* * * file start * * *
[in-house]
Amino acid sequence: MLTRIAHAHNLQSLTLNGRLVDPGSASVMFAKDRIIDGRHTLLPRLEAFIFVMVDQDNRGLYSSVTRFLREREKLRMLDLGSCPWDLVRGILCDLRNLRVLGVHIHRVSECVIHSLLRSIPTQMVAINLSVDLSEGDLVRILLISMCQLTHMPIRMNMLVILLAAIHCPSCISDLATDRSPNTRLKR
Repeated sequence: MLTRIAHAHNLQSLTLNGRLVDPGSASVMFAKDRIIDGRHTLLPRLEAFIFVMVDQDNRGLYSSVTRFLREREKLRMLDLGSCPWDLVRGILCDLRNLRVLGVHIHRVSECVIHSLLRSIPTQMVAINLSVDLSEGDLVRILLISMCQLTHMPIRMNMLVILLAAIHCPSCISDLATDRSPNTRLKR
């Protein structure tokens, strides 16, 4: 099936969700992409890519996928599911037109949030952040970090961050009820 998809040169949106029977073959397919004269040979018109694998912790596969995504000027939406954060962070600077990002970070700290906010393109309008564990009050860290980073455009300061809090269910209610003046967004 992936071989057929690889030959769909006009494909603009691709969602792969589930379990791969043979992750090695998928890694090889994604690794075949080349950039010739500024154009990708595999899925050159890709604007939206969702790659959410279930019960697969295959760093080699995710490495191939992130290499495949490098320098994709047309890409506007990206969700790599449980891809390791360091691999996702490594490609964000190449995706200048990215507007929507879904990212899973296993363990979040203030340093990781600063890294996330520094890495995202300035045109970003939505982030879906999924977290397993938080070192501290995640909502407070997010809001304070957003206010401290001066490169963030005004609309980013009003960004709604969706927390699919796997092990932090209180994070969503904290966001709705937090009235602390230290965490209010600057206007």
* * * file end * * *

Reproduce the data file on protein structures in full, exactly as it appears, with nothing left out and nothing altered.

[in-house]
Amino acid sequence: MLTRIAHAHNLQSLTLNGRLVDPGSASVMFAKDRIIDGRHTLLPRLEAFIFVMVDQDNRGLYSSVTRFLREREKLRMLDLGSCPWDLVRGILCDLRNLRVLGVHIHRVSECVIHSLLRSIPTQMVAINLSVDLSEGDLVRILLISMCQLTHMPIRMNMLVILLAAIHCPSCISDLATDRSPNTRLKR
Repeated sequence: MLTRIAHAHNLQSLTLNGRLVDPGSASVMFAKDRIIDGRHTLLPRLEAFIFVMVDQDNRGLYSSVTRFLREREKLRMLDLGSCPWDLVRGILCDLRNLRVLGVHIHRVSECVIHSLLRSIPTQMVAINLSVDLSEGDLVRILLISMCQLTHMPIRMNMLVILLAAIHCPSCISDLATDRSPNTRLKR
């Protein structure tokens, strides 16, 4: 099936969700992409890519996928599911037109949030952040970090961050009820 998809040169949106029977073959397919004269040979018109694998912790596969995504000027939406954060962070600077990002970070700290906010393109309008564990009050860290980073455009300061809090269910209610003046967004 992936071989057929690889030959769909006009494909603009691709969602792969589930379990791969043979992750090695998928890694090889994604690794075949080349950039010739500024154009990708595999899925050159890709604007939206969702790659959410279930019960697969295959760093080699995710490495191939992130290499495949490098320098994709047309890409506007990206969700790599449980891809390791360091691999996702490594490609964000190449995706200048990215507007929507879904990212899973296993363990979040203030340093990781600063890294996330520094890495995202300035045109970003939505982030879906999924977290397993938080070192501290995640909502407070997010809001304070957003206010401290001066490169963030005004609309980013009003960004709604969706927390699919796997092990932090209180994070969503904290966001709705937090009235602390230290965490209010600057206007």